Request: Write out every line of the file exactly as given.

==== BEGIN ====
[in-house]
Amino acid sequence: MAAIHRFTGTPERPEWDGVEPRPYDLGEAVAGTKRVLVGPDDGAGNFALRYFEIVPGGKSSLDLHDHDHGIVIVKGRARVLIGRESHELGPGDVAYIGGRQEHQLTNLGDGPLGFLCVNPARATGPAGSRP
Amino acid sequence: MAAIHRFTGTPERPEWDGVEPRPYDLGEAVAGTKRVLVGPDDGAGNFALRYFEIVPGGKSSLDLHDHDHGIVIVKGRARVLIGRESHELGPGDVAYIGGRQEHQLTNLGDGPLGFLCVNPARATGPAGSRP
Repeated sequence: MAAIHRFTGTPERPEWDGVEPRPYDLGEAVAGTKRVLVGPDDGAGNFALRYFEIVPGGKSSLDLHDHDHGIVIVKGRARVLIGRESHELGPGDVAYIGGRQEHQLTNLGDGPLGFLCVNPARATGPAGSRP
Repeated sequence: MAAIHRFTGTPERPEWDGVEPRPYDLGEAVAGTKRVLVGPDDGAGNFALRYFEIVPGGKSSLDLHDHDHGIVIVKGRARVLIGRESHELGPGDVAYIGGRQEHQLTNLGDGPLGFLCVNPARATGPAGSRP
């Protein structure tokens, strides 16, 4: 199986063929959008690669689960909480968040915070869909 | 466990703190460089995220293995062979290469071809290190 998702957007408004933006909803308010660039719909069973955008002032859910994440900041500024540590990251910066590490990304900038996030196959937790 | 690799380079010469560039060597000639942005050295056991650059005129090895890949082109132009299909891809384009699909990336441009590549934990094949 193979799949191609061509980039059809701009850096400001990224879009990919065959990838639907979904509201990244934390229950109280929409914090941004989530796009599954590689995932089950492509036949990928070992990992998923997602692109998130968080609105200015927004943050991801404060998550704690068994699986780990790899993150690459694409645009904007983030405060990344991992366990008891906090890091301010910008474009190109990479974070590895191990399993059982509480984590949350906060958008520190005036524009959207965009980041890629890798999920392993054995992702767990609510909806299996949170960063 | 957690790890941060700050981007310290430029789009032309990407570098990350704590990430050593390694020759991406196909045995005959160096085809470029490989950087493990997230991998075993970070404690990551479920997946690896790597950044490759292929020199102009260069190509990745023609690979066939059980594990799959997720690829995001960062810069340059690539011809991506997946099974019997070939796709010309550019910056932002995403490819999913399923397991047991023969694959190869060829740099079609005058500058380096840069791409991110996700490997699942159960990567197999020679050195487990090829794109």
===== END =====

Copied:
[in-house]
Amino acid sequence: MAAIHRFTGTPERPEWDGVEPRPYDLGEAVAGTKRVLVGPDDGAGNFALRYFEIVPGGKSSLDLHDHDHGIVIVKGRARVLIGRESHELGPGDVAYIGGRQEHQLTNLGDGPLGFLCVNPARATGPAGSRP
Amino acid sequence: MAAIHRFTGTPERPEWDGVEPRPYDLGEAVAGTKRVLVGPDDGAGNFALRYFEIVPGGKSSLDLHDHDHGIVIVKGRARVLIGRESHELGPGDVAYIGGRQEHQLTNLGDGPLGFLCVNPARATGPAGSRP
Repeated sequence: MAAIHRFTGTPERPEWDGVEPRPYDLGEAVAGTKRVLVGPDDGAGNFALRYFEIVPGGKSSLDLHDHDHGIVIVKGRARVLIGRESHELGPGDVAYIGGRQEHQLTNLGDGPLGFLCVNPARATGPAGSRP
Repeated sequence: MAAIHRFTGTPERPEWDGVEPRPYDLGEAVAGTKRVLVGPDDGAGNFALRYFEIVPGGKSSLDLHDHDHGIVIVKGRARVLIGRESHELGPGDVAYIGGRQEHQLTNLGDGPLGFLCVNPARATGPAGSRP
């Protein structure tokens, strides 16, 4: 199986063929959008690669689960909480968040915070869909 | 466990703190460089995220293995062979290469071809290190 998702957007408004933006909803308010660039719909069973955008002032859910994440900041500024540590990251910066590490990304900038996030196959937790 | 690799380079010469560039060597000639942005050295056991650059005129090895890949082109132009299909891809384009699909990336441009590549934990094949 193979799949191609061509980039059809701009850096400001990224879009990919065959990838639907979904509201990244934390229950109280929409914090941004989530796009599954590689995932089950492509036949990928070992990992998923997602692109998130968080609105200015927004943050991801404060998550704690068994699986780990790899993150690459694409645009904007983030405060990344991992366990008891906090890091301010910008474009190109990479974070590895191990399993059982509480984590949350906060958008520190005036524009959207965009980041890629890798999920392993054995992702767990609510909806299996949170960063 | 957690790890941060700050981007310290430029789009032309990407570098990350704590990430050593390694020759991406196909045995005959160096085809470029490989950087493990997230991998075993970070404690990551479920997946690896790597950044490759292929020199102009260069190509990745023609690979066939059980594990799959997720690829995001960062810069340059690539011809991506997946099974019997070939796709010309550019910056932002995403490819999913399923397991047991023969694959190869060829740099079609005058500058380096840069791409991110996700490997699942159960990567197999020679050195487990090829794109």